Subclassing ES6 objects with ES5 syntax.

C. Scott Ananian ecmascript at cscott.net
Sun Apr 26 04:51:49 UTC 2015


On Sat, Apr 25, 2015 at 6:58 PM, Kevin Smith <zenparsing at gmail.com> wrote:

> I think I'd rather see `Promise.resolve` changed to use `this.constructor`
>> instead of `this.[[PromiseConstructor]]`, like every other Promise-related
>> method.  Can someone who feels strongly otherwise give me the use case for
>> `[[PromiseConstructor]]` existing?
>>
>
I shouldn't have written `this.constructor` here.  I think looking at the
object's prototype would be preferable.


> "Promise.resolve", executed on a constructor C, with argument x, should
> only return x if x was created by C.[[Construct]].  Otherwise it should
> create an instance of C which is resolved with x.
>

"was created by C.[[Construct]] with NewTarget equal to C" is roughly how
it is written currently.  But I think "should only return x if x is an
instanceof C" (or "if the prototype of C is exactly C.prototype") would be
the most logical behavior, since:


> If we used "x.constructor" to determine the actual constructor, then
> someone could just change the "constructor" property for x and fool someone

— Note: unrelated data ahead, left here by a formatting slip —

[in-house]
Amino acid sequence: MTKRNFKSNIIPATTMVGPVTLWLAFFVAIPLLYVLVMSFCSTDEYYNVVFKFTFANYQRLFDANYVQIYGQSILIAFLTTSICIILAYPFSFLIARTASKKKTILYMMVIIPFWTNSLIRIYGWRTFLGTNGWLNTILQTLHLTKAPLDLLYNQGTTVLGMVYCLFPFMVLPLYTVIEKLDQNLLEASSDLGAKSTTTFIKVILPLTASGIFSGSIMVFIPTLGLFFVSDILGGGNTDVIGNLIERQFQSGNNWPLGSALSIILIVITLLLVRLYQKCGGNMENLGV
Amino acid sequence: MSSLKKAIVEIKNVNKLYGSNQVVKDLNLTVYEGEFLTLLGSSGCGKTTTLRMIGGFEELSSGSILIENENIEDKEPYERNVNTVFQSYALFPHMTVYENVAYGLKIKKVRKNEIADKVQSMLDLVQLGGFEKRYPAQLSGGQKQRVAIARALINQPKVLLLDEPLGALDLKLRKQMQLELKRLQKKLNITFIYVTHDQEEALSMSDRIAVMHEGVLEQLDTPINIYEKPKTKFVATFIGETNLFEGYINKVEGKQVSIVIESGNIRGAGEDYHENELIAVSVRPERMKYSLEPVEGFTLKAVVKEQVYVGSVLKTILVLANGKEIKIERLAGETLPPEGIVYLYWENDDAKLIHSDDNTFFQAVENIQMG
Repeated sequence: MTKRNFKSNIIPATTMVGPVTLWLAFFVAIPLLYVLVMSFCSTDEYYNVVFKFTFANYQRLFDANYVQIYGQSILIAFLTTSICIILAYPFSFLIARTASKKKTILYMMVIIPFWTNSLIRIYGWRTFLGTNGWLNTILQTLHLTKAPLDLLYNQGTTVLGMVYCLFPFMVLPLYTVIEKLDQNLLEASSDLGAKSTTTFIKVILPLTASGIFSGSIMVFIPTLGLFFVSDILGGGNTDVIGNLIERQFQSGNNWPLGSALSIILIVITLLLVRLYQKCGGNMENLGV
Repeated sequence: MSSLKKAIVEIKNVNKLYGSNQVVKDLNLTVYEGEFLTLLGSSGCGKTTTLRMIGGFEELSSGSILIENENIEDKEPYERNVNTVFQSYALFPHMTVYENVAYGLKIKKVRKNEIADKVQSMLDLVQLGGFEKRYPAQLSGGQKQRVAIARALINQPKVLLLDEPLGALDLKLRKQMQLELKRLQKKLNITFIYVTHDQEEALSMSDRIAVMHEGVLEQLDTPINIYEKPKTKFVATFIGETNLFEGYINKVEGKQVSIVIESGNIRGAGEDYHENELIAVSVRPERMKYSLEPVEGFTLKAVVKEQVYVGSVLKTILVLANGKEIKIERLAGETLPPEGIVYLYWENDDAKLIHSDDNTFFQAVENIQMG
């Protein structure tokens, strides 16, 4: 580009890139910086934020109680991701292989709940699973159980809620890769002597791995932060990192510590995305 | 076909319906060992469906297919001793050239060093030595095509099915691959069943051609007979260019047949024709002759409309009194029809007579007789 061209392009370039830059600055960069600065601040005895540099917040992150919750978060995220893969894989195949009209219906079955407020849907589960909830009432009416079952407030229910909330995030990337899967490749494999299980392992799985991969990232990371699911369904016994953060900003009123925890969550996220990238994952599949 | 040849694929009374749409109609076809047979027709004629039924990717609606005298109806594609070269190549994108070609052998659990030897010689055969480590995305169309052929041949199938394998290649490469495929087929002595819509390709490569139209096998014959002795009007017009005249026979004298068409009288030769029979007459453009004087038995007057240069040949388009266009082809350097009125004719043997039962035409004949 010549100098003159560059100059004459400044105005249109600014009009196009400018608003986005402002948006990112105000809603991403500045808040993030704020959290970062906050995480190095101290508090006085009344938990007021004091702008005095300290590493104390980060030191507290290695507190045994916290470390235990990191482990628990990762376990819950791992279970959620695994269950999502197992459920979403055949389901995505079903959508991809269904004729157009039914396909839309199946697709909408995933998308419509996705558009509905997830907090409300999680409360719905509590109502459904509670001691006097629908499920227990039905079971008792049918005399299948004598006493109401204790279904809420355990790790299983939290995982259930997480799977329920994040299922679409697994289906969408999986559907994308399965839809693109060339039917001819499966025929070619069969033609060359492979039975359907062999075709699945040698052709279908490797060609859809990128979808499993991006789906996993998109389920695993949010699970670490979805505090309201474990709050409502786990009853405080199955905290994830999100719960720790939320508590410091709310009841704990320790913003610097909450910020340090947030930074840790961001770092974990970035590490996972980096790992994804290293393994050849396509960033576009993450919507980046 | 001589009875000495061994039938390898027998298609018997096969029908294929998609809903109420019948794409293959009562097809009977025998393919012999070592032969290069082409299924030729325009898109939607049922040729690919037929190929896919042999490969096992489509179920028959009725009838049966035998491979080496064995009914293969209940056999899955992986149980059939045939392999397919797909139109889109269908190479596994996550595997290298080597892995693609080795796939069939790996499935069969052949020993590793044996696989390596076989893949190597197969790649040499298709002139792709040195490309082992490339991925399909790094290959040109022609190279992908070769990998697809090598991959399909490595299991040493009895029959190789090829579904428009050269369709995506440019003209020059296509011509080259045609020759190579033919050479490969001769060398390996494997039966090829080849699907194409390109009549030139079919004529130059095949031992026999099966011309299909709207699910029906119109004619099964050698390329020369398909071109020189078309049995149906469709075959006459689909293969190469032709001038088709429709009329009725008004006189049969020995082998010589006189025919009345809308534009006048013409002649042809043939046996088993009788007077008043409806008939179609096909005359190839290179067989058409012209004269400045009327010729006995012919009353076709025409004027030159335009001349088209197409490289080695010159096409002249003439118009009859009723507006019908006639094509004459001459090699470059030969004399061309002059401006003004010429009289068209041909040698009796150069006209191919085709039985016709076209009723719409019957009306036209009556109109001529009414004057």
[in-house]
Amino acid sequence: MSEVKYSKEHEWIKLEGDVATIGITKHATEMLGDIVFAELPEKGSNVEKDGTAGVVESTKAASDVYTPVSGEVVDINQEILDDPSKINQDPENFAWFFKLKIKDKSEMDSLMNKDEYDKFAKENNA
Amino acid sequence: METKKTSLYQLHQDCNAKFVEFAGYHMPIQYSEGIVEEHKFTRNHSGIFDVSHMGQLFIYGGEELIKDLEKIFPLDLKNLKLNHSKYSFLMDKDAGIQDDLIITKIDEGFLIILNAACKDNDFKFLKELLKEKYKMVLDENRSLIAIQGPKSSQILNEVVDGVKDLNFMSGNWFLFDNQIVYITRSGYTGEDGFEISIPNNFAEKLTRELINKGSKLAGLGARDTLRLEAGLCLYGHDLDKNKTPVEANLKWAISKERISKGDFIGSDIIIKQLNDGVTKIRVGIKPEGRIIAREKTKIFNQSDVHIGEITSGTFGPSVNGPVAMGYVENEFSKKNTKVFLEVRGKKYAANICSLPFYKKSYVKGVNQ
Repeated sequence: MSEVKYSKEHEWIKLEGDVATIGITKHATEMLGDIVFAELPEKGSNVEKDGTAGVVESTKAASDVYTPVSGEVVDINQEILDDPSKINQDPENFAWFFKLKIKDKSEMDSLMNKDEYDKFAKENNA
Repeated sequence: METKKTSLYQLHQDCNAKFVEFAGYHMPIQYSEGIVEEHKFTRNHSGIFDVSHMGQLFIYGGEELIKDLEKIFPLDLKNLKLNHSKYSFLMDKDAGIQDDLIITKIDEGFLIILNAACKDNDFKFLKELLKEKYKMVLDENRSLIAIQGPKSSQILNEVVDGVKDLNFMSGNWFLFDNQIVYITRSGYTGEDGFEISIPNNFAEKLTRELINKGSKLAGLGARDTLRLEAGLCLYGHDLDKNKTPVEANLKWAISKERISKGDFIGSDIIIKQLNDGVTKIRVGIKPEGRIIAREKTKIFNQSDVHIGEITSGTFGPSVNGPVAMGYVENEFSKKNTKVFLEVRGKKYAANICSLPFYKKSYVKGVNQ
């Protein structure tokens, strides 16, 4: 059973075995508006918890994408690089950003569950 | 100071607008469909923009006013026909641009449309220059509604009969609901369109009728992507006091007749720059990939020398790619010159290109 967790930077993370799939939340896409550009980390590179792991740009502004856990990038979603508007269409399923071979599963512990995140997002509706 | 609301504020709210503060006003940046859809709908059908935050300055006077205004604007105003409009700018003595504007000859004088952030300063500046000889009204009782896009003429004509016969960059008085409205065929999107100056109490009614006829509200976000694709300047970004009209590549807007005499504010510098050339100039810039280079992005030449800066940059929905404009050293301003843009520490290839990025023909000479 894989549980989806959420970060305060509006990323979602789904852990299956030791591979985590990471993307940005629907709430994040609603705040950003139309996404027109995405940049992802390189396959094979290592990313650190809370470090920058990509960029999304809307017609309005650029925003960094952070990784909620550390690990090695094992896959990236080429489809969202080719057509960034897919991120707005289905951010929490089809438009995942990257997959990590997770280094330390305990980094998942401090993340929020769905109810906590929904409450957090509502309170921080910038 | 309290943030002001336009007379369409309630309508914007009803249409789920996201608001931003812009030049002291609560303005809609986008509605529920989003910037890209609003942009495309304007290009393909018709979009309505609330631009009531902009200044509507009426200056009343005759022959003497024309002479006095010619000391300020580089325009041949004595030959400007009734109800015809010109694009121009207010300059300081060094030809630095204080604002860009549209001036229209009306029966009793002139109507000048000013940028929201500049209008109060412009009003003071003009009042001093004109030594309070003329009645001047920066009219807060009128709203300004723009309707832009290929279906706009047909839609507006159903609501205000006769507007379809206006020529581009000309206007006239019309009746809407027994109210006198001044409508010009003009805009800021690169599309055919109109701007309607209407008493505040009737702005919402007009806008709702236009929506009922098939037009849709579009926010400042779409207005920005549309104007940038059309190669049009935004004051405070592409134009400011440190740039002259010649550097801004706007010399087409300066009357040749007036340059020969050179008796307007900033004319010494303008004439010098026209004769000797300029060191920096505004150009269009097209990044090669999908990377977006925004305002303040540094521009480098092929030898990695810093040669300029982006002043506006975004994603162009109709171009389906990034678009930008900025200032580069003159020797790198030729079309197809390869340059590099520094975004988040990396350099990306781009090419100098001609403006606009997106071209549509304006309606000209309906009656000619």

> who wrote "C.resolve(x)" and expected to get an instance of C back.
>
It would be an unreliable, unsound conversion function.
>

I don't think this argument holds water since:

x = Reflect.construct(Promise, x, C);

is another fine way to fool someone who wrote "C.resolve(x)" and expected
to get an instance of C back.

What's more, I can then do:

Object.setPrototype(x, SomeArbitraryThing);

and still fool C.resolve, and now x behaves nothing like a Promise (much
less a C).

So we've got an unreliable, unsound conversion function.  What is it good
for?

If our conversion is inherently "unsound", we might as well have it
preserve duck typing.  If it's currently quacking like a duck (that is,
x.prototype = Duck.prototype), then let's just call it a duck and be done
with it.   Adding complexity to try to "preserve soundness" isn't actually
working.

Again: but maybe I'm wrong.  Can someone with a security-sensitive
application explain how Promise.resolve is actually the right thing for
them?
  --scott
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